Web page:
History is not about exceptionalism. It is about confronting the past to help inform the present. Individuals who only wish to espouse an exceptionalism narrative are ignoring a fundamental truth that must be shared: There are always victims as well as victors, and decisions have consequences.
History also is not simple or straightforward. To argue otherwise is not to fully understand it. The recent call by the Trump administration to counter what he called “the crusade against American history” by pushing “patriotic education” is an example of the oversimplification of our understanding of the past. As the late historian J.M. Roberts famously argued, “History is the story of mankind, of what it has done, suffered, and enjoyed.”
I have spent my career teaching introductory courses to university students in the history of the United States, Europe, Africa, and the world. Students often come to the classroom with a variety of notions about the past: entrenched ideas, misinterpretations, even outright falsehoods. Our primary purpose as educators is to guide and assist in highlighting the basic truth that history is not in fact simple, easy, or straightforward. Yet many want history to be that way. They want to feel good about our past. But as E.H. Carr argued in “What is History?: (1961), “the facts of history never come to us ‘pure,’ since they do not and cannot exist in a pure form.”
Despite the claims by President Trump that “America’s founding set in motion the unstoppable chain of events that… built the most fair, equal and prosperous nation in human history,” the history of this country cannot be told solely through the triumphs and victories of its people, principally because such achievements were rarely without cost. We cannot have an honest conversation about our past if we do not acknowledge this truth.
We can teach about the achievement of American engineering and perseverance in the completion of the Transcontinental Railway, a construction marvel that connected two sides of a continent. But we must also accept that the nearly 15,000 Chinese workers who helped build that railroad were victims of anti-Chinese attacks and later exclusionary immigration laws, most notably the Chinese Exclusion Act of 1882.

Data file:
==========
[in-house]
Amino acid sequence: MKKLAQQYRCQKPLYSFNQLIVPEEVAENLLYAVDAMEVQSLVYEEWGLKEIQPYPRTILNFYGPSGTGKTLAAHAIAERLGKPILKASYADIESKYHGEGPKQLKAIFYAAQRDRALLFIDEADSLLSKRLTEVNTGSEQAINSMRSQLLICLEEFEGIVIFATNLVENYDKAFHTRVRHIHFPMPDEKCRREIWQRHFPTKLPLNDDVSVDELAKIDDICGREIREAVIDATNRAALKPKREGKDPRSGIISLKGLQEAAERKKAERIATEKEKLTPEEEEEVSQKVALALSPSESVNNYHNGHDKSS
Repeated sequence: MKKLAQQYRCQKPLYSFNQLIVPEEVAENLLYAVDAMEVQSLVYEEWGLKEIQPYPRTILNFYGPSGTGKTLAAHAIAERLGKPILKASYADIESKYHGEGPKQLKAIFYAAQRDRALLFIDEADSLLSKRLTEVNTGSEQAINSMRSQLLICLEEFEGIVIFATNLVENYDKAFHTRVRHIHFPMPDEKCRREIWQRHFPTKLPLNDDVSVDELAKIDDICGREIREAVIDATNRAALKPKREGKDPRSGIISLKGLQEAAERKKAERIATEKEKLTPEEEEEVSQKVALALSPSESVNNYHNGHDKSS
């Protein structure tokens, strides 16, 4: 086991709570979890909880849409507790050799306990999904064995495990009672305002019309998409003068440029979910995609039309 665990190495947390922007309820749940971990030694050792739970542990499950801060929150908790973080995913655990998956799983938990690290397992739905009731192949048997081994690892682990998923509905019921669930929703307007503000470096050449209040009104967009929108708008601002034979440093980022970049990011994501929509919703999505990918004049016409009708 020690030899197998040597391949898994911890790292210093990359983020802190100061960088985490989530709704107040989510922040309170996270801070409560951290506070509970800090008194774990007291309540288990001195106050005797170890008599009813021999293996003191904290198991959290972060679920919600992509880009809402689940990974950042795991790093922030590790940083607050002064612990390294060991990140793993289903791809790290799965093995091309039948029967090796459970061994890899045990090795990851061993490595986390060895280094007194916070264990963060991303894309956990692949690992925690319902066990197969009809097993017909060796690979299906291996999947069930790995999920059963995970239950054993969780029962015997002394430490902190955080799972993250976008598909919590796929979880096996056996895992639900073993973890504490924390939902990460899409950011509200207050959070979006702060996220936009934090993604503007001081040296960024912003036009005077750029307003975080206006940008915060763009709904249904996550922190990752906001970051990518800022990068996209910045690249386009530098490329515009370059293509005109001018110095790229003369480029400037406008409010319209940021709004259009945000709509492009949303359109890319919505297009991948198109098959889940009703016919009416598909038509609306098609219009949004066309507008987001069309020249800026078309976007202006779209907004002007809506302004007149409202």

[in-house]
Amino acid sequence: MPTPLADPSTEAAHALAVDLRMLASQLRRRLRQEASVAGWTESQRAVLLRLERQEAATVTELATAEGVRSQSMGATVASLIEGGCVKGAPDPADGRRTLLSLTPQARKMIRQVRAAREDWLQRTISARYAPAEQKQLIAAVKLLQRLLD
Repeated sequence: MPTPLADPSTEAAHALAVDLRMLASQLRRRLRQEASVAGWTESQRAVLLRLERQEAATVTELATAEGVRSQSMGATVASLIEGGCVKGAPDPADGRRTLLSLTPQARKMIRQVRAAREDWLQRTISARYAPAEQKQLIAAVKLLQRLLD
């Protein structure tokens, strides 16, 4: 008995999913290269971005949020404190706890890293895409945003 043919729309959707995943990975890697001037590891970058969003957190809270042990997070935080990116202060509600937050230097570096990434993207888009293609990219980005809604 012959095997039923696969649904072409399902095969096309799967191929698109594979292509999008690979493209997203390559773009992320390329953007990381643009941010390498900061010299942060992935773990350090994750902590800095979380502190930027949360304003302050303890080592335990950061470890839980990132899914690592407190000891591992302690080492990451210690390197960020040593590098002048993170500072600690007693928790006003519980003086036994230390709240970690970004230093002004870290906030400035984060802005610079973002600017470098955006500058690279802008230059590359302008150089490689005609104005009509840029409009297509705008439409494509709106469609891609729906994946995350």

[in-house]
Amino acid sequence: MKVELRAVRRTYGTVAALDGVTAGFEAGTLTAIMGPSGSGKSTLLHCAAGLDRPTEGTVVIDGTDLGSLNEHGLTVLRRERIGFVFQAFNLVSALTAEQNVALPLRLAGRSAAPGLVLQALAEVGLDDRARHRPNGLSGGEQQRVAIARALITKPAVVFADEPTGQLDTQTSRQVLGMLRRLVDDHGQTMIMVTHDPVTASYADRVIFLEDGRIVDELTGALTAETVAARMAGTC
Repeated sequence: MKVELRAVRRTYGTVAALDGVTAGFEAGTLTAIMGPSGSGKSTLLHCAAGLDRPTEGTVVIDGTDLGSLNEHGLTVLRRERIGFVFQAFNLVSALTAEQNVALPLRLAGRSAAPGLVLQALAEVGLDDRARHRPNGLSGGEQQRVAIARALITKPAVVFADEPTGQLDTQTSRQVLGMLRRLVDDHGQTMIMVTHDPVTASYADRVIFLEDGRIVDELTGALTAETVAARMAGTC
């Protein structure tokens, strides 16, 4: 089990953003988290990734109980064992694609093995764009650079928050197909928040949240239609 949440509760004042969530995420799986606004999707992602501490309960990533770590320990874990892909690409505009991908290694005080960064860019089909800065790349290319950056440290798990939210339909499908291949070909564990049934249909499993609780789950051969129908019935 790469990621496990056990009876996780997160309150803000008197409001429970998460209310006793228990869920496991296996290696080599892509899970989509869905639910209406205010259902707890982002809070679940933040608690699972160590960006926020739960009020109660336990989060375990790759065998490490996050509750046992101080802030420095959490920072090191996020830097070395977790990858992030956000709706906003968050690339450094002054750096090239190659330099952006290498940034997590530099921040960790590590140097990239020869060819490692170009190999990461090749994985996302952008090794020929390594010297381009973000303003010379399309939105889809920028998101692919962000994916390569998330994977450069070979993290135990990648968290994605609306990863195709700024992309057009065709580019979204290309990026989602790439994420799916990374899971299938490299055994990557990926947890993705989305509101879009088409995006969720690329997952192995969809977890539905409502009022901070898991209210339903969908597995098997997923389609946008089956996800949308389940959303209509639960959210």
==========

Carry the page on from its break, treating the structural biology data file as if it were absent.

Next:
We can thrill our students with stories about the bravery and courage of American troops during the First World War, including nearly 42,000 African Americans who received numerous commendations and honors. But we must also recognize that many of those same soldiers who had fought in France were lynched, sometimes in their military uniforms, during the race riots and massacres of the “Red Summer” of 1919.
We can talk about the great American litigators, like Thurgood Marshall and Ruth Bader Ginsburg, and groundbreaking court decisions like Brown v. Board of Education and Reed v. Reed that laid the foundation for racial and gender equality in this country. But we must also concede that Marshall and Ginsburg spent decades as dissenters during their time as Justices on the Supreme Court, lambasting the erosion of those same rights they fought for as litigators.
At its core, we have to accept that this nation is not perfect and has never been perfect. Nikole Hannah-Jones is clear in this fact in the start of her essay for the 1619 Project: “Our founding ideals of liberty and equality were false when they were written. Black Americans fought to make them true. Without this struggle, America would have no democracy at all.”
No one with a full understanding of United States history can rightly deny the contradiction of the founding ideals of this country and the long, hard road to democracy that this nation continues to travel. As W.E.B. Du Bois rightly argued over a century ago, “the problem of the Twentieth Century is the problem of the color line.” As we’ve all seen the last several months with the protests and debates across this country, that still holds true today. That is America.
America is not a story of exceptionalism, but a story of striving to fulfill a promise.
The history of the United States is a complex web of tragedies and triumphs, the understanding of which allows us to strive for our better selves. We cannot move forward if we are blinded by a simplistic exceptionalism narrative. We cannot reach our better selves if we fail to acknowledge the necessity for that betterment. An understanding of that should begin on the very first day of any history class worth taking.
JACOB IVEY, MELBOURNE
Editor’s note: Ivey is an assistant professor of history at Florida Institute of Technology.